Pinch of salt
Splash of heavy cream

Beat butter in the bowl of a stand mixer with whisk attachment on medium-high speed for 5 minutes, until pale and shiny. Add powdered sugar, vanilla, and salt, mixing on low until combined. Add cream. Increase speed to medium-high and continue whipping mixture for 5 minutes until light and creamy. Additional sugar or cream can be added to achieve desired consistency.

The tasty result: my interpretation of the painting in fondant and frosting

Cupcake recipe adapted from Annie’s Eats and frosting recipe adapted from Savory Sweet Life.

Sarah Coffey
Assistant to the Chair of Learning Initiatives

Friday Photo Post: Wearin' o' the Green

As a reminder to wear your green this weekend, here are are few works of art from the DMA’s collection that use shades of shamrock. Enjoy!

(Click on the first image to get a closer look at all of the works of art.)

Jessica Kennedy
McDermott Intern for Gallery Teaching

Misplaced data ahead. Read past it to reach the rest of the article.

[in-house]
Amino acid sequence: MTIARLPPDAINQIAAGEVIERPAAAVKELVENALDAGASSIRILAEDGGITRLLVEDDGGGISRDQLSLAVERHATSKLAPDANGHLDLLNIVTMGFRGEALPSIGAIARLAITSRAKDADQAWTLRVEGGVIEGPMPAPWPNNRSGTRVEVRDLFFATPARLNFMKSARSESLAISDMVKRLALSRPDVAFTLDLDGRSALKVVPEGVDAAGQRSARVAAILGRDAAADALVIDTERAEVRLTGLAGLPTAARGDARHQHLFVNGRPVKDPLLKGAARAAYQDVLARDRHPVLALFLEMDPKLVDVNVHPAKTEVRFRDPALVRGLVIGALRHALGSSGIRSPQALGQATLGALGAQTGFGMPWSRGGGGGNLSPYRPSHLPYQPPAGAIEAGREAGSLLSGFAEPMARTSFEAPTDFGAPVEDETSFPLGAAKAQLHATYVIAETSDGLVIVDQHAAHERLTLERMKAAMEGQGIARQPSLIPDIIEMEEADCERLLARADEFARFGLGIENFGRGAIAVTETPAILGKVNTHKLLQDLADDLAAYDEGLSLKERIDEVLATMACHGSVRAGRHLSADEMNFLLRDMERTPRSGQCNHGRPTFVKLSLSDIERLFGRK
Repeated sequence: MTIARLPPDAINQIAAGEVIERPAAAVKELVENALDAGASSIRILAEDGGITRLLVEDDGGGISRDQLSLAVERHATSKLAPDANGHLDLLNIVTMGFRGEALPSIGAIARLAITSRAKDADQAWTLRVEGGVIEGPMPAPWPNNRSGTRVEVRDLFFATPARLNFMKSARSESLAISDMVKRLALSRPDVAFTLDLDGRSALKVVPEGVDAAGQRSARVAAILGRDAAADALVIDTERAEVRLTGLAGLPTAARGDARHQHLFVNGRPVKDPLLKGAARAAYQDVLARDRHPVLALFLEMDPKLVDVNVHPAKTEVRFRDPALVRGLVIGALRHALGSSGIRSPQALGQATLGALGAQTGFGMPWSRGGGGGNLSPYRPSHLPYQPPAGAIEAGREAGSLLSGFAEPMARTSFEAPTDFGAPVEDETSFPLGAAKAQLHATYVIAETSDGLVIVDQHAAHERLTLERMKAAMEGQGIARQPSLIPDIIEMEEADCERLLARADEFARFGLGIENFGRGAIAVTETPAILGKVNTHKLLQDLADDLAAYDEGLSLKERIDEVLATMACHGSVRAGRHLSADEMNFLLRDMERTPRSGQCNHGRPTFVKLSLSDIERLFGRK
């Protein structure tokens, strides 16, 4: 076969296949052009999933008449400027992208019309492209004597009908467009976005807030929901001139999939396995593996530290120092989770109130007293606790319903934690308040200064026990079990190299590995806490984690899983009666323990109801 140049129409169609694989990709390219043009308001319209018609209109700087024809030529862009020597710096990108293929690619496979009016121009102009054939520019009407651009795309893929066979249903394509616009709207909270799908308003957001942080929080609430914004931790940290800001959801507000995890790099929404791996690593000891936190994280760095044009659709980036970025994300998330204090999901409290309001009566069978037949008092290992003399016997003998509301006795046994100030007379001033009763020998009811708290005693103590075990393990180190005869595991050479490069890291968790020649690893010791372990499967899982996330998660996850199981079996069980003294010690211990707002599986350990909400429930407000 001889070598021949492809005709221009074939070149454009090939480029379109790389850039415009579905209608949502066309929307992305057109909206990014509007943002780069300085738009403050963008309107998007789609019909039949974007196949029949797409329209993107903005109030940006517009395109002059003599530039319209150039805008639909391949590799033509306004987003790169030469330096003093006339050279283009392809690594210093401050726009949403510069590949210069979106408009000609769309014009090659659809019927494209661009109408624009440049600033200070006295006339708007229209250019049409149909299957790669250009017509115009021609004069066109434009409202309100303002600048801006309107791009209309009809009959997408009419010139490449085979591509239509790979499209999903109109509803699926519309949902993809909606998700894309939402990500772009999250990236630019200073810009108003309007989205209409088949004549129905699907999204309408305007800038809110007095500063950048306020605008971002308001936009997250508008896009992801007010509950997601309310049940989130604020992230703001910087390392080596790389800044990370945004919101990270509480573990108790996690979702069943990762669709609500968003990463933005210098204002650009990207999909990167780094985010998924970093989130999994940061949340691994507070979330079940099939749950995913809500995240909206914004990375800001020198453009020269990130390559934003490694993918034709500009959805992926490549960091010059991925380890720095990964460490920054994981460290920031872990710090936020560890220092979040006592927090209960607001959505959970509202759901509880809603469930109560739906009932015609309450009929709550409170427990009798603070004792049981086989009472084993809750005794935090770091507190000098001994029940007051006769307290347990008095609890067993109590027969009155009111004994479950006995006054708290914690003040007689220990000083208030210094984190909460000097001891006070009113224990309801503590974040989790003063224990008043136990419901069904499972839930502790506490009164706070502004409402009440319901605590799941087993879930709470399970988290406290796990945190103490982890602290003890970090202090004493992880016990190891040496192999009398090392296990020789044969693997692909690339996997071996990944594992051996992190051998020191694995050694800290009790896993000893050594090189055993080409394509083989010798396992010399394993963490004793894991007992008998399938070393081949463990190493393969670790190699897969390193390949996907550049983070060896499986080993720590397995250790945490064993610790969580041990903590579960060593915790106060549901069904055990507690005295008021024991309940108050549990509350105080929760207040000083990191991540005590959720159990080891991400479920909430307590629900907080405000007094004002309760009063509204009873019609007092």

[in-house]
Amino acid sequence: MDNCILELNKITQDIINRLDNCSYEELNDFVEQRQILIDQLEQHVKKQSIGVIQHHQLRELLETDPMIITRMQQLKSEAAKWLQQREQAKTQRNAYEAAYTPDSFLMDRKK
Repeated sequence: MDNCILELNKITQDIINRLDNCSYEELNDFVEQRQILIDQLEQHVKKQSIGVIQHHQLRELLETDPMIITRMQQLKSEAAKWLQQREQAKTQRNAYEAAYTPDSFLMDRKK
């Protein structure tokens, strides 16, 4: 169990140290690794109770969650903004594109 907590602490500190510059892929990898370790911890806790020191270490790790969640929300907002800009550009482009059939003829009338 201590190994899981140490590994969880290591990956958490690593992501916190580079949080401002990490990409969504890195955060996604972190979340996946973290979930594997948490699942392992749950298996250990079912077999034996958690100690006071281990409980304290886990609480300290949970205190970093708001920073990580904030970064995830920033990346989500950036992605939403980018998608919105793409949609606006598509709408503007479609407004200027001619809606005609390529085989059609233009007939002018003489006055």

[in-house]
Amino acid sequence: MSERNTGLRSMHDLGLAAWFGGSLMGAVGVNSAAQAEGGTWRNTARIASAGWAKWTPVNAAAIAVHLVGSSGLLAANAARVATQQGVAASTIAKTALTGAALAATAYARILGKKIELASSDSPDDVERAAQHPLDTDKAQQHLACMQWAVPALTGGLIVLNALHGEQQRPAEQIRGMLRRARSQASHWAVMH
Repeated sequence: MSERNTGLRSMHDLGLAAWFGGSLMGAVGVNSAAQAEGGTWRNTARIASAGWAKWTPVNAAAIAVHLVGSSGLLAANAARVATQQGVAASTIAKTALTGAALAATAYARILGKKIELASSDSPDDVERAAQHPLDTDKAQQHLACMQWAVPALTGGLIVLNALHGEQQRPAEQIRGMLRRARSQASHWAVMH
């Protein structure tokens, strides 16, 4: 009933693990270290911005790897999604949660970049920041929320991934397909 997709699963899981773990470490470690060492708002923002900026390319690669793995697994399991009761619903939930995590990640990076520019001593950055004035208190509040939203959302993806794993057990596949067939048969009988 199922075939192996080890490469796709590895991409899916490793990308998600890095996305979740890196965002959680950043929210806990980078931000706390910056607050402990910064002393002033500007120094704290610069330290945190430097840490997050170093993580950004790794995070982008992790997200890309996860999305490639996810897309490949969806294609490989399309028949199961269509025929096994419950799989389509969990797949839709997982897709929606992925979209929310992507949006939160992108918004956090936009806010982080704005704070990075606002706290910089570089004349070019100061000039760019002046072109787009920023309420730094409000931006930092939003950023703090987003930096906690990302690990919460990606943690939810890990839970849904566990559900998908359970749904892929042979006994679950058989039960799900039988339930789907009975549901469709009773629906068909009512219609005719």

Works shown:

  • Goblet, Carlo Moretti, Murano Glass Company, 1975, Dallas Museum of Art, gift of Carole Stupell, Ltd.
  • Wallpaper design, Peter Todd Mitchell, mid 20th century, Dallas Museum of Art, gift of Priscilla Cunningham
  • Candy jar, Gorham Manufacturing Company, Glass produced by Lindshammar Glasbruk, designed 1963, Dallas Museum of Art, The Jewel Stern American Silver Collection, Decorative Arts Fund
  • Clover with Eyes, Roberto Juarez, 1981, Dallas Museum of Art, gift of Mr. and Mrs. I. C. Deal
  • Things the wet nurse told me, Jackie Tileston, 2003, Dallas Museum of Art, DMA/amfAR Benefit Auction Fund
  • Landscape, Rita Leff, n.d., Dallas Museum of Art, gift of Mrs. Robert A. Beyers
  • Saturday Nite, Clementine Hunter, 1971, Dallas Museum of Art, gift of Dr. and Mrs. Robert F. Ryan